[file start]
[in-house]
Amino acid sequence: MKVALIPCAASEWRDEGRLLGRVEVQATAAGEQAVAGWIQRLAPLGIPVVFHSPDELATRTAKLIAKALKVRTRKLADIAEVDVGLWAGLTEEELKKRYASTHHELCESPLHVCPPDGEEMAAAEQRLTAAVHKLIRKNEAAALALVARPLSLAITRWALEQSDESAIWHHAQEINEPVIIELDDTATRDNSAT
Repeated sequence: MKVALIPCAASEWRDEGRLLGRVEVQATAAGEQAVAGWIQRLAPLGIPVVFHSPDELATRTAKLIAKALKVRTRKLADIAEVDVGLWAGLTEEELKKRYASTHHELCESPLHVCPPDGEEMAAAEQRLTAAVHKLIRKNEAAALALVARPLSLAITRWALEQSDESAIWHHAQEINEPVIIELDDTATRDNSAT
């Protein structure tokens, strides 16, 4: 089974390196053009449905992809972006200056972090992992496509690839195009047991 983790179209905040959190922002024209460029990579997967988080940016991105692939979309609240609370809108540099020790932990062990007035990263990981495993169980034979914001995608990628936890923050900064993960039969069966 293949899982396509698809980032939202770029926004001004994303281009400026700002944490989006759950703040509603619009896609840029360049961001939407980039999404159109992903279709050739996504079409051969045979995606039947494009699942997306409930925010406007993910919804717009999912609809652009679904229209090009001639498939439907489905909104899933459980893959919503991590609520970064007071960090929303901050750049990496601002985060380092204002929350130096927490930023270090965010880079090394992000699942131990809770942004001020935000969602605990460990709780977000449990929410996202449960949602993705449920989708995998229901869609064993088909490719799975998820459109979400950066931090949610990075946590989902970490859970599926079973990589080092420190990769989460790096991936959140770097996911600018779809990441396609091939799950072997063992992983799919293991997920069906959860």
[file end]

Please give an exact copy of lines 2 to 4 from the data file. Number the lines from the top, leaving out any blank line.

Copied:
Amino acid sequence: MKVALIPCAASEWRDEGRLLGRVEVQATAAGEQAVAGWIQRLAPLGIPVVFHSPDELATRTAKLIAKALKVRTRKLADIAEVDVGLWAGLTEEELKKRYASTHHELCESPLHVCPPDGEEMAAAEQRLTAAVHKLIRKNEAAALALVARPLSLAITRWALEQSDESAIWHHAQEINEPVIIELDDTATRDNSAT
Repeated sequence: MKVALIPCAASEWRDEGRLLGRVEVQATAAGEQAVAGWIQRLAPLGIPVVFHSPDELATRTAKLIAKALKVRTRKLADIAEVDVGLWAGLTEEELKKRYASTHHELCESPLHVCPPDGEEMAAAEQRLTAAVHKLIRKNEAAALALVARPLSLAITRWALEQSDESAIWHHAQEINEPVIIELDDTATRDNSAT
């Protein structure tokens, strides 16, 4: 089974390196053009449905992809972006200056972090992992496509690839195009047991 983790179209905040959190922002024209460029990579997967988080940016991105692939979309609240609370809108540099020790932990062990007035990263990981495993169980034979914001995608990628936890923050900064993960039969069966 293949899982396509698809980032939202770029926004001004994303281009400026700002944490989006759950703040509603619009896609840029360049961001939407980039999404159109992903279709050739996504079409051969045979995606039947494009699942997306409930925010406007993910919804717009999912609809652009679904229209090009001639498939439907489905909104899933459980893959919503991590609520970064007071960090929303901050750049990496601002985060380092204002929350130096927490930023270090965010880079090394992000699942131990809770942004001020935000969602605990460990709780977000449990929410996202449960949602993705449920989708995998229901869609064993088909490719799975998820459109979400950066931090949610990075946590989902970490859970599926079973990589080092420190990769989460790096991936959140770097996911600018779809990441396609091939799950072997063992992983799919293991997920069906959860």